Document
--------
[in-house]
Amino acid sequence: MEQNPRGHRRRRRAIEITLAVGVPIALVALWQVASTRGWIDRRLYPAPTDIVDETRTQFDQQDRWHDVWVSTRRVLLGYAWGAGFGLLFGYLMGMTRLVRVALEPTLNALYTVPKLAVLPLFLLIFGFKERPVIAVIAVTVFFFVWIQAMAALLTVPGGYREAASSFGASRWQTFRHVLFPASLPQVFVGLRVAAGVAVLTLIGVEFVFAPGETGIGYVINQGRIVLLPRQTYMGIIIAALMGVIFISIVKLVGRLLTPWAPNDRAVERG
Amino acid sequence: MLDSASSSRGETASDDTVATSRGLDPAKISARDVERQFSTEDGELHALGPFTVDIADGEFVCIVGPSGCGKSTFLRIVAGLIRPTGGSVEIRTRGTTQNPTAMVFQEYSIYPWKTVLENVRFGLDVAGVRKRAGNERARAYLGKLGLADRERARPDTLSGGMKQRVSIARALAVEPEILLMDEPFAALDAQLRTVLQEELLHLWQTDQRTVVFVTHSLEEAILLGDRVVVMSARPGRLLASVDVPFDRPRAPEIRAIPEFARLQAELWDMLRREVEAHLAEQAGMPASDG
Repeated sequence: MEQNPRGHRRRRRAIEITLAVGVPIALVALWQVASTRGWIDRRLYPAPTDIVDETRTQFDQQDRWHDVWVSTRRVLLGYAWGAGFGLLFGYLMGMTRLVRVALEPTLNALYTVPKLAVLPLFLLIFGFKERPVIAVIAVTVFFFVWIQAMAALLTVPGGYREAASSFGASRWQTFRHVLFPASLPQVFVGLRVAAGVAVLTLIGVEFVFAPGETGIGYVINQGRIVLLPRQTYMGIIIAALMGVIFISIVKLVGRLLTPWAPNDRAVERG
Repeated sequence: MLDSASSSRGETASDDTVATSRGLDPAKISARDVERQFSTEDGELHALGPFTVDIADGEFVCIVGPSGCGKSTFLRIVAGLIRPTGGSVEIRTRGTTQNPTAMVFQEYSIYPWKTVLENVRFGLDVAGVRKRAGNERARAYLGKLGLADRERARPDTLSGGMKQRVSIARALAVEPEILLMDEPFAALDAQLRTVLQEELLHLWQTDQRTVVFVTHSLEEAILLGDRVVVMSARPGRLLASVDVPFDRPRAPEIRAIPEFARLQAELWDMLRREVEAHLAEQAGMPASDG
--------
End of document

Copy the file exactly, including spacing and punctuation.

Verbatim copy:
[in-house]
Amino acid sequence: MEQNPRGHRRRRRAIEITLAVGVPIALVALWQVASTRGWIDRRLYPAPTDIVDETRTQFDQQDRWHDVWVSTRRVLLGYAWGAGFGLLFGYLMGMTRLVRVALEPTLNALYTVPKLAVLPLFLLIFGFKERPVIAVIAVTVFFFVWIQAMAALLTVPGGYREAASSFGASRWQTFRHVLFPASLPQVFVGLRVAAGVAVLTLIGVEFVFAPGETGIGYVINQGRIVLLPRQTYMGIIIAALMGVIFISIVKLVGRLLTPWAPNDRAVERG
Amino acid sequence: MLDSASSSRGETASDDTVATSRGLDPAKISARDVERQFSTEDGELHALGPFTVDIADGEFVCIVGPSGCGKSTFLRIVAGLIRPTGGSVEIRTRGTTQNPTAMVFQEYSIYPWKTVLENVRFGLDVAGVRKRAGNERARAYLGKLGLADRERARPDTLSGGMKQRVSIARALAVEPEILLMDEPFAALDAQLRTVLQEELLHLWQTDQRTVVFVTHSLEEAILLGDRVVVMSARPGRLLASVDVPFDRPRAPEIRAIPEFARLQAELWDMLRREVEAHLAEQAGMPASDG
Repeated sequence: MEQNPRGHRRRRRAIEITLAVGVPIALVALWQVASTRGWIDRRLYPAPTDIVDETRTQFDQQDRWHDVWVSTRRVLLGYAWGAGFGLLFGYLMGMTRLVRVALEPTLNALYTVPKLAVLPLFLLIFGFKERPVIAVIAVTVFFFVWIQAMAALLTVPGGYREAASSFGASRWQTFRHVLFPASLPQVFVGLRVAAGVAVLTLIGVEFVFAPGETGIGYVINQGRIVLLPRQTYMGIIIAALMGVIFISIVKLVGRLLTPWAPNDRAVERG
Repeated sequence: MLDSASSSRGETASDDTVATSRGLDPAKISARDVERQFSTEDGELHALGPFTVDIADGEFVCIVGPSGCGKSTFLRIVAGLIRPTGGSVEIRTRGTTQNPTAMVFQEYSIYPWKTVLENVRFGLDVAGVRKRAGNERARAYLGKLGLADRERARPDTLSGGMKQRVSIARALAVEPEILLMDEPFAALDAQLRTVLQEELLHLWQTDQRTVVFVTHSLEEAILLGDRVVVMSARPGRLLASVDVPFDRPRAPEIRAIPEFARLQAELWDMLRREVEAHLAEQAGMPASDG